• Producers who remain in the rationalised sector are growing ever-larger areas – the latest figures suggest growers with more than 100ha of potatoes account for more than half of the total planted area, almost double the proportion in 1999.
  • The area planted reached a record low of 111,000ha in 2015 – a fall of 7.8% on the previous year’s area.
  • Provisional figures show a 4% improvement in 2016 plantings, but the GB area of 116,000ha is still the second-lowest on record.
  • An above-average yield of 46.8t/ha is needed in 2016 to maintain production at the same level as last year’s high-yielding crop, which averaged 48.8t/ha.
  • The industry five-year average yield (including 2012) is 45.2t/ha.

Marketable yield

While price and yield are big drivers of production costs per tonne, the focus has to be on marketable yield, which is key to profitability, says AHDB Potatoes technical executive Phil Bradshaw.

This means getting the optimum proportion of the crop within the requested specification demanded by the end-user. A number of factors determine marketable yield, such as planting date, seed size, nutrition, soil type and weather.

Growers need strong technical knowledge and must be clear on the market they are supplying, what quality is required and whether that can be regularly delivered from existing resources (land, labour and machinery), Mr Bradshaw says.

Of particular importance is the question of whether contract pricing is structured in a way that delivers a profit in both good and bad seasons, he adds.

“You simply can’t compromise on quality and have got to meet the specification, whether that’s coming straight off the field or after six months’ storage. If you can’t achieve good quality consistently, then be sensible about the market you’re trying to target.”

Seed beds for potatoes

Seed beds for potatoes © Wayne Hutchinson/FLPA/Rex/Shutterstock

As buyer demands change and requirements become more exacting, the technical expertise required across all aspects of crop agronomy and marketing is increasing, Mr Alexander says.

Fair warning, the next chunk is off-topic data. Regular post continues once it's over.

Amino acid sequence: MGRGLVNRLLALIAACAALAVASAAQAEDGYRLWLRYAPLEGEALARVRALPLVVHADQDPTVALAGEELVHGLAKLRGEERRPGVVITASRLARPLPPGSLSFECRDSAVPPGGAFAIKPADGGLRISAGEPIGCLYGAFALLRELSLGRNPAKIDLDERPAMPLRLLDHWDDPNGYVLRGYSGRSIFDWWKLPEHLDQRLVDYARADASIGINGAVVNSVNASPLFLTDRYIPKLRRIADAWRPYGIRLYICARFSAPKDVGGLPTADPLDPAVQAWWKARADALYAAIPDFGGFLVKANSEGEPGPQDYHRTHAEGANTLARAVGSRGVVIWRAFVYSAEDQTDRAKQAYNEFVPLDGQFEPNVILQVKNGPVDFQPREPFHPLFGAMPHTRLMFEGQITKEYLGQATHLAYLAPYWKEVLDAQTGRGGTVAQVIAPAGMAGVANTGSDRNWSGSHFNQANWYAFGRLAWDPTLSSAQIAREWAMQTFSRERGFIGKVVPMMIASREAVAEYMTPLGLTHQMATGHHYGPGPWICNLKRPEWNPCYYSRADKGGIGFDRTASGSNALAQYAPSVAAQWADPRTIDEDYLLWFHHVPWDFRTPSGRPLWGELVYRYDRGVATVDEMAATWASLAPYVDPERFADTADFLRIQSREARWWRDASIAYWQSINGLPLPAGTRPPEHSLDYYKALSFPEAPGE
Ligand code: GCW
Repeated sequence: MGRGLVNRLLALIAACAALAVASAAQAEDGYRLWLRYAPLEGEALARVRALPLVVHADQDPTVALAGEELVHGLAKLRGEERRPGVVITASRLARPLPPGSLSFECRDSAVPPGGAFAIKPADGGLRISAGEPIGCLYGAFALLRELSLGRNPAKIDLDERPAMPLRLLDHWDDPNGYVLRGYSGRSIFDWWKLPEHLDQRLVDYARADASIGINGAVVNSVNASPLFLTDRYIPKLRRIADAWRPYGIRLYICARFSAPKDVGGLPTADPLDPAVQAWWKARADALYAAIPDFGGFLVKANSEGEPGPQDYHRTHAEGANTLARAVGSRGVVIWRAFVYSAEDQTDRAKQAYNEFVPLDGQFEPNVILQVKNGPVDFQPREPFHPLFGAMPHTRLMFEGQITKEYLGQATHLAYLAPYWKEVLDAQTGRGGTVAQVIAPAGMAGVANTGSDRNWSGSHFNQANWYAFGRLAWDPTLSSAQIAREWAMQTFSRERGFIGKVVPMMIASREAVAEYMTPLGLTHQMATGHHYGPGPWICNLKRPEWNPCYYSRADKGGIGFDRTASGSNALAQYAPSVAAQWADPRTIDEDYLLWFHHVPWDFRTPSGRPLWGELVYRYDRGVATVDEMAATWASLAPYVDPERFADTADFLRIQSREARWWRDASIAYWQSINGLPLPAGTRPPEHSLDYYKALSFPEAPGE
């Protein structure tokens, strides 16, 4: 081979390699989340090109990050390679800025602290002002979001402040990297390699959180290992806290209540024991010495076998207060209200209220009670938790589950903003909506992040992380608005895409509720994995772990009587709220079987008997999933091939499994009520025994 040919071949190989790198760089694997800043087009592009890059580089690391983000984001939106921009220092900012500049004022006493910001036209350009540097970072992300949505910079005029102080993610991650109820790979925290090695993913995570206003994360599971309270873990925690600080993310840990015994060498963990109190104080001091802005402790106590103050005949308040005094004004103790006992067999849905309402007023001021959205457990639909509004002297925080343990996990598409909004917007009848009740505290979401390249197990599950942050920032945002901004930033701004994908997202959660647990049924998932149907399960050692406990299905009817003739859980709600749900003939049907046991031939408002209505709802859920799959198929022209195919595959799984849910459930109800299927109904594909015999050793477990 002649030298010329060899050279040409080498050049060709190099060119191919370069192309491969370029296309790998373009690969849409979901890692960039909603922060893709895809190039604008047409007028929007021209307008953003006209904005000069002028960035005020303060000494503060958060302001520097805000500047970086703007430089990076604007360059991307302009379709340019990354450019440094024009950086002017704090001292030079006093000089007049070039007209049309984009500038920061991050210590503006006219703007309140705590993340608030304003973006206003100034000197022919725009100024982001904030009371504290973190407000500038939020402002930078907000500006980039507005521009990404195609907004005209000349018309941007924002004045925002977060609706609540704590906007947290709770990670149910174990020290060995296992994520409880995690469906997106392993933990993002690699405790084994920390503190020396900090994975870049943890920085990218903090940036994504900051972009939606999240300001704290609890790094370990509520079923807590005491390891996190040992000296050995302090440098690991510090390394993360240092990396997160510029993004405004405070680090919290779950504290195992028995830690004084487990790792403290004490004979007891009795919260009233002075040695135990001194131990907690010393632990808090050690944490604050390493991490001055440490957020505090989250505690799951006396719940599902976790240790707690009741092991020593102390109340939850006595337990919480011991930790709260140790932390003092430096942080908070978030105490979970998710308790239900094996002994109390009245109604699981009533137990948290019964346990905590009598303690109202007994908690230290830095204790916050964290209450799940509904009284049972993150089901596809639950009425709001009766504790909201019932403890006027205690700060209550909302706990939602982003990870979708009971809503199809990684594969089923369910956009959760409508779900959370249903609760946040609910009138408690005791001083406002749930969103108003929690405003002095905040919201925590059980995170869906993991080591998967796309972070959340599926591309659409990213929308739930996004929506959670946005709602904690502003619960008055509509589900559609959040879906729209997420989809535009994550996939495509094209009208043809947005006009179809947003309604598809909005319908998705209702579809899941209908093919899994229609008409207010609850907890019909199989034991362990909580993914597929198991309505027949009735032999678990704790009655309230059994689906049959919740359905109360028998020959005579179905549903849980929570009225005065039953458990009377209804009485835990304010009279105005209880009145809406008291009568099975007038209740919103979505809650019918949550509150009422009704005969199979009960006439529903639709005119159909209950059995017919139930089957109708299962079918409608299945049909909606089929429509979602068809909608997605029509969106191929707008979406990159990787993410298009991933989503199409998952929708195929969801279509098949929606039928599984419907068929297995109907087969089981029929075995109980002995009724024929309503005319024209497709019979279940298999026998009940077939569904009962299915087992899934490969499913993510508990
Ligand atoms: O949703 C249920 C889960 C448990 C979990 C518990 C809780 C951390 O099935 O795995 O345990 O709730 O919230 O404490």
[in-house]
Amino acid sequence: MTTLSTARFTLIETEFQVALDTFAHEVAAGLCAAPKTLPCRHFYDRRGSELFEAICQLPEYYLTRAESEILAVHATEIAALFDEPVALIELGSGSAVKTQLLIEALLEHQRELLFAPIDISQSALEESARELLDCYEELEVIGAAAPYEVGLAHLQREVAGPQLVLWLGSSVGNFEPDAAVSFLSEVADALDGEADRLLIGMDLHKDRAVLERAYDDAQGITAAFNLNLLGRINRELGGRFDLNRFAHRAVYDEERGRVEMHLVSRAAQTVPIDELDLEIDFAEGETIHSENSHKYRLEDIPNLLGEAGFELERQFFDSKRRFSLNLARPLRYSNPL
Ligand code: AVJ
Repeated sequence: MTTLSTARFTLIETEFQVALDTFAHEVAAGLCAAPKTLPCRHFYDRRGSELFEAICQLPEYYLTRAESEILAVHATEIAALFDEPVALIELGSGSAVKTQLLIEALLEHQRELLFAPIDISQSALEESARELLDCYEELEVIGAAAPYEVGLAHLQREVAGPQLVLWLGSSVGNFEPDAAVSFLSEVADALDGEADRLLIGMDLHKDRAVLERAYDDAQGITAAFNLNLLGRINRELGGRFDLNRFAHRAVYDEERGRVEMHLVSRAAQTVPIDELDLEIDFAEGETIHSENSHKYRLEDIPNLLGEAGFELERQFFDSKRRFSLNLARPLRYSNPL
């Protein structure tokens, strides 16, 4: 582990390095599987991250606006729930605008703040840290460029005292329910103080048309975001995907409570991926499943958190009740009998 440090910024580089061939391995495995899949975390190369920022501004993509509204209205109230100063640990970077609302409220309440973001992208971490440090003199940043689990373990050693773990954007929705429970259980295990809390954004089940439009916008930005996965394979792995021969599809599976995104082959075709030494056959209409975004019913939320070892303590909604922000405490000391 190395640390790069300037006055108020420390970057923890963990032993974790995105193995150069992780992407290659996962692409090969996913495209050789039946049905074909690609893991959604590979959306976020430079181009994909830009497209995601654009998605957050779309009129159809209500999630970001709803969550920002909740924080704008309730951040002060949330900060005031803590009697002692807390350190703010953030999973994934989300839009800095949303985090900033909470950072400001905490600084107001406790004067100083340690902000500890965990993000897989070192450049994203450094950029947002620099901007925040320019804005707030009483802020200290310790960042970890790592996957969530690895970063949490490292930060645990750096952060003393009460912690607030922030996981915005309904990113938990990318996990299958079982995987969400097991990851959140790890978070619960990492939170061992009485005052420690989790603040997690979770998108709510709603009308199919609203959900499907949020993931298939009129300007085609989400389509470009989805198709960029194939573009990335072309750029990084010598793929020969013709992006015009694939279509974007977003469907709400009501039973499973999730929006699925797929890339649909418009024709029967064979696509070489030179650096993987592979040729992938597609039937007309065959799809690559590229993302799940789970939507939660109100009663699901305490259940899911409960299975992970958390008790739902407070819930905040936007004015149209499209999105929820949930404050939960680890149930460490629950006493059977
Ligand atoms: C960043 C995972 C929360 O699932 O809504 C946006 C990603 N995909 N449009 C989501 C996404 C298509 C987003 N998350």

This may require improvements to training and technical skills of existing staff, and/or the use of specialist advisers familiar with market requirements, modern varieties and crop agronomy.

Investment in equipment or storage facilities may be needed to meet some end-user standards and new regulations (eg, CIPC sprout suppressant rules), so this must be factored into plans, he adds.

“Demands on quality and food safety are key factors that cannot be ignored. Growers have to stay abreast of what’s happening and be prepared to move with the times.”

Cost structure

A high level of fixed costs, principally those associated with labour and machinery, is the main cost-structure issue in many potato-growing businesses.

Often the need to replace or upgrade ageing stores or machinery hastens growers towards making a “stay or go” decision, Mr Almond says.

He acknowledges it can be hard to accurately allocate fixed costs where potatoes are grown alongside other enterprises, but he urges growers to try to do so – and to be honest when costing aspects such as own/family labour and depreciation.

The AHDB Arable Benchmark model (http://potatoes.ahdb.org.uk/online-toolbox/business-improvement) is an online tool to help growers benchmark financial and crop performance against industry data.